NASA pauses work on James Webb Space Telescope due to coronavirus, weighs risk to other science missions

Work on NASA's James Webb Space Telescope has paused as California imposes restrictions meant to slow the spread of the coronavirus-carried disease COVID-19.
Work on NASA's James Webb Space Telescope has paused as California imposes restrictions meant to slow the spread of the coronavirus-carried disease COVID-19. (Image credit: NASA/Chris Gunn)

As many NASA centers switch to mandatory telework to confront the spread of COVID-19, NASA leadership acknowledged that prized science missions may suffer delays and that the agency was prepared to make that trade in order to keep its employees safe. 

Among the missions affected is the James Webb Space Telescope, where work is now on hold, NASA officials said Friday (March 20).

Questions about NASA's response to the coronavirus pandemic reigned during a Science Mission Directorate digital town hall held on Friday. The event had been arranged to allow Associate Administrator Thomas Zurbuchen and several division leaders to summarize and address questions about President Donald Trump's budget request for the 2021 fiscal year, which begins on Oct. 1. As it turned out, that discussion took second place on the agenda.

"What we're going to do in this call is use what I call the elephant principle: If there's an elephant in the room, we'll talk about it," Zurbuchen said during his opening remarks. "We're going to talk about COVID activities and how it affects us here in science. And then, as we do all day, we will go back to business."

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Zurbuchen noted that different types of activities will be affected differently by the telework guidelines. Some work, like developing the requirements that missions must meet to be considered successful, is straightforward to do remotely; constructing a spacecraft is not. He noted that aircraft-based science flights have already been postponed indefinitely, although he emphasized that those flights are not canceled and will be rescheduled when the pandemic is more contained.

Even NASA's most prized missions currently in development could see serious impacts from COVID-19 containment measures, Zurbuchen said. "Many people have asked us about James Webb," he said, referring to the agency's over-budget and much-delayed massive space telescope project.

That spacecraft is currently scheduled to launch next March, although a January report from the Government Accountability Office suggested that the project had just a 12% chance of meeting that timeline, even without the pandemic. "Of course it will be impacted, even though it's one of our top priorities, as we've said repeatedly; personnel for integration and testing work has been reduced already," Zurbuchen said.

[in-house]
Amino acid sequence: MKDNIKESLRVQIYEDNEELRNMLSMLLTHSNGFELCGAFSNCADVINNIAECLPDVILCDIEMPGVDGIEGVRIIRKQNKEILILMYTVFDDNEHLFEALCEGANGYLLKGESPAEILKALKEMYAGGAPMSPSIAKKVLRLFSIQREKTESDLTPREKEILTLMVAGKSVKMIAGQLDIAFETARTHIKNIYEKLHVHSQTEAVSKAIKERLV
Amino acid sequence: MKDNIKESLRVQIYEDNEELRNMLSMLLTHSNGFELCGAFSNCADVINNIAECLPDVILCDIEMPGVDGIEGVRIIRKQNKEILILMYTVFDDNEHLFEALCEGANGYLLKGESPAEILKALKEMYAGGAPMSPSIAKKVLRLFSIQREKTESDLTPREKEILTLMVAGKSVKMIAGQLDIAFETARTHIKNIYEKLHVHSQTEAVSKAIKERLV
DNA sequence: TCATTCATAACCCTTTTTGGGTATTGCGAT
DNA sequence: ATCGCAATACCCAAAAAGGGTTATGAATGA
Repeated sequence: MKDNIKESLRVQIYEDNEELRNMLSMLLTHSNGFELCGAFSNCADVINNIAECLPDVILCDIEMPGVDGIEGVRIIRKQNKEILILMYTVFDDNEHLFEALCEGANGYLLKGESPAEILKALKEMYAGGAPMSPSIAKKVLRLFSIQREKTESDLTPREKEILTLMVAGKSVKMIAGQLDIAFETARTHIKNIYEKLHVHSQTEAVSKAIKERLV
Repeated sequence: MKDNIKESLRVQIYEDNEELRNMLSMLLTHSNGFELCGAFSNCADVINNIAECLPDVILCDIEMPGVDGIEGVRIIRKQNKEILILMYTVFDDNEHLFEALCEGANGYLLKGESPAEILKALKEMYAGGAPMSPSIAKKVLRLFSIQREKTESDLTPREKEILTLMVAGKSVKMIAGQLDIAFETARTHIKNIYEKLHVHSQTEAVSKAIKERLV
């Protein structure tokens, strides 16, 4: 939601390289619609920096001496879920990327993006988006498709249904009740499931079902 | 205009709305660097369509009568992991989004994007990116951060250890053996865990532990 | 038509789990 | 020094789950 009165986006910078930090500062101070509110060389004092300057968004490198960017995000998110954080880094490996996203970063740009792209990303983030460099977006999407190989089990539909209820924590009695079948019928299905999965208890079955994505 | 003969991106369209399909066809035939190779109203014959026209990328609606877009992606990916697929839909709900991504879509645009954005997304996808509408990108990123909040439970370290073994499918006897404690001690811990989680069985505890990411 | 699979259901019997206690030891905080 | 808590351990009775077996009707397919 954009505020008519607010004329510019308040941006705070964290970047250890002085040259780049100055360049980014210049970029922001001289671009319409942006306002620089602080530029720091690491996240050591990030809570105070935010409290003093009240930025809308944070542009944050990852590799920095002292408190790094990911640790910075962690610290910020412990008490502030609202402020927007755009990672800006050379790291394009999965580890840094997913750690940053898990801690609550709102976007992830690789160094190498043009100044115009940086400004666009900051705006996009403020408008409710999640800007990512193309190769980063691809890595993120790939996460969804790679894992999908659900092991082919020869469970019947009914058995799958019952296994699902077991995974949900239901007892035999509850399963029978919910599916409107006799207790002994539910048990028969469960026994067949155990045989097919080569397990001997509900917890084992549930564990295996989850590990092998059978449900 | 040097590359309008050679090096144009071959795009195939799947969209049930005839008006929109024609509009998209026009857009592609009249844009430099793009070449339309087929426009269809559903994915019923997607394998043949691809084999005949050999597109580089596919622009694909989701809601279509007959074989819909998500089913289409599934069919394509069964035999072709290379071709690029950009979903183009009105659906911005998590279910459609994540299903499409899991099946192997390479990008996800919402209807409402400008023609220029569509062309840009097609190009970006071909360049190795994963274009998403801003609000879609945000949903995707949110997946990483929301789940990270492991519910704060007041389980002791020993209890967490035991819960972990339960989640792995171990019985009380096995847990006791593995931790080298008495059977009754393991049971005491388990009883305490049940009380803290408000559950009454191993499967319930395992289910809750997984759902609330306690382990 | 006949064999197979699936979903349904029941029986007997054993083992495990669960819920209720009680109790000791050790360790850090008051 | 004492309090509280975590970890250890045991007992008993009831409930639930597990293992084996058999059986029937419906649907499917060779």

Just hours after the town hall concluded, NASA announced that it was pausing — at least temporarily — work on the Webb space telescope. The instrument is currently in California, the governor of which on Thursday (March 19) instituted mandatory restrictions keeping his residents in their homes for the foreseeable future except for essential errands.

The coronavirus containment measures could also interfere with NASA's next Mars mission, which is scheduled to launch in July and includes the Perseverance rover and an experimental helicopter. The main spacecraft is already in Florida, but prelaunch assembly is not yet completed and the rover's power supply has not yet arrived. "Mars 2020 is another top priority, and the teams are doing frankly heros' work to keep us on track," Zurbuchen said. "Both missions are priorities but they're very different as far as their situation and decisions that need to be made."

Beyond those two missions, Zurbuchen avoided discussing the impacts coronavirus response measures may have on specific projects, instead emphasizing that NASA decisions would respond to the pandemic as needed. "We're in a state of flux," he said. "This remains fluid."

During his remarks, he also strove to emphasize that NASA's focus was on meeting the needs of its personnel's physical and mental well-being. Zurbuchen acknowledged that some NASA staff will be dealing with other complications, like taking care of children home from school or getting back to family they have been working away from, and that the situation is continuing to change.

He also directed a few encouragements specifically to graduate students and other early-career professionals. "We do not want this to be a kind of a fork in the road career-wise, a fork in the road for you that is imposed from the outside," he said. "We're all together on this and committed to coming out the other side as a stronger community and one that is not weeding out our friends that we really need to lead in the future."

The unspoken question underlying his remarks, of course, was what that future might look like. "We're all affected by this, all of our missions are affected by this," Zurbuchen said. "Most of the missions, there's nobody working hands-on anymore at NASA facilities."

Email Meghan Bartels at or follow her @meghanbartels. Follow us on Twitter @Spacedotcom and on Facebook.

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Meghan Bartels
Senior Writer

Meghan is a senior writer at and has more than five years' experience as a science journalist based in New York City. She joined in July 2018, with previous writing published in outlets including Newsweek and Audubon. Meghan earned an MA in science journalism from New York University and a BA in classics from Georgetown University, and in her free time she enjoys reading and visiting museums. Follow her on Twitter at @meghanbartels.